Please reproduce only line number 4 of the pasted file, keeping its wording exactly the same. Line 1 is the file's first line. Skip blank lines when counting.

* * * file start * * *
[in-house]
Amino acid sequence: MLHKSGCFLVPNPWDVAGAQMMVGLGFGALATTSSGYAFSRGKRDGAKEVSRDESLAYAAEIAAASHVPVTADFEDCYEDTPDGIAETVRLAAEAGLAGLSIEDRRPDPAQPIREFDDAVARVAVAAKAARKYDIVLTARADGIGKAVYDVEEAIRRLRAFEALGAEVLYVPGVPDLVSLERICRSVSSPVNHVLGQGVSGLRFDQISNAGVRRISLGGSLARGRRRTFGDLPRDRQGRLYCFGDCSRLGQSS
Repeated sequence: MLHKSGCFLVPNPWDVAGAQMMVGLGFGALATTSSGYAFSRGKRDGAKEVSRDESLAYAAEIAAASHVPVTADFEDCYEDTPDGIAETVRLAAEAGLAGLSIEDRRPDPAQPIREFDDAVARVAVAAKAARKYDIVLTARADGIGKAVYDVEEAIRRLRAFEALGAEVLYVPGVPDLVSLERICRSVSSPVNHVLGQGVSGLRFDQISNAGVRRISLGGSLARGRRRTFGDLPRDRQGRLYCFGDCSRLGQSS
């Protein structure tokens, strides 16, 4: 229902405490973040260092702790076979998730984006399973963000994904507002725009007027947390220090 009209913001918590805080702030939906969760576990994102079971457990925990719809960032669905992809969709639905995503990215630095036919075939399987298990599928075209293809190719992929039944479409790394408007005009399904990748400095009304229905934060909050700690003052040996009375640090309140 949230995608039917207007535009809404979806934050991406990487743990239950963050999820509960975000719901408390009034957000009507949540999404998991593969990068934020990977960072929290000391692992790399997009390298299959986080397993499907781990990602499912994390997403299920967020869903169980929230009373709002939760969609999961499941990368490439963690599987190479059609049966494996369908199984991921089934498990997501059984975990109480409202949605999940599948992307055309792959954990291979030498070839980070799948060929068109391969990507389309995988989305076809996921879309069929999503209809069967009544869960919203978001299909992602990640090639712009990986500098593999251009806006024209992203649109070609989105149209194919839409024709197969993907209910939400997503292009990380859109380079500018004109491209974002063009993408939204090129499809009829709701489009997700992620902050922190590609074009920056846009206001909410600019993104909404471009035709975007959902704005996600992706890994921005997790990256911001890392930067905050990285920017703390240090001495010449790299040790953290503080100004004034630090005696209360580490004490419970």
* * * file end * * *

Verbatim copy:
């Protein structure tokens, strides 16, 4: 229902405490973040260092702790076979998730984006399973963000994904507002725009007027947390220090 009209913001918590805080702030939906969760576990994102079971457990925990719809960032669905992809969709639905995503990215630095036919075939399987298990599928075209293809190719992929039944479409790394408007005009399904990748400095009304229905934060909050700690003052040996009375640090309140 949230995608039917207007535009809404979806934050991406990487743990239950963050999820509960975000719901408390009034957000009507949540999404998991593969990068934020990977960072929290000391692992790399997009390298299959986080397993499907781990990602499912994390997403299920967020869903169980929230009373709002939760969609999961499941990368490439963690599987190479059609049966494996369908199984991921089934498990997501059984975990109480409202949605999940599948992307055309792959954990291979030498070839980070799948060929068109391969990507389309995988989305076809996921879309069929999503209809069967009544869960919203978001299909992602990640090639712009990986500098593999251009806006024209992203649109070609989105149209194919839409024709197969993907209910939400997503292009990380859109380079500018004109491209974002063009993408939204090129499809009829709701489009997700992620902050922190590609074009920056846009206001909410600019993104909404471009035709975007959902704005996600992706890994921005997790990256911001890392930067905050990285920017703390240090001495010449790299040790953290503080100004004034630090005696209360580490004490419970």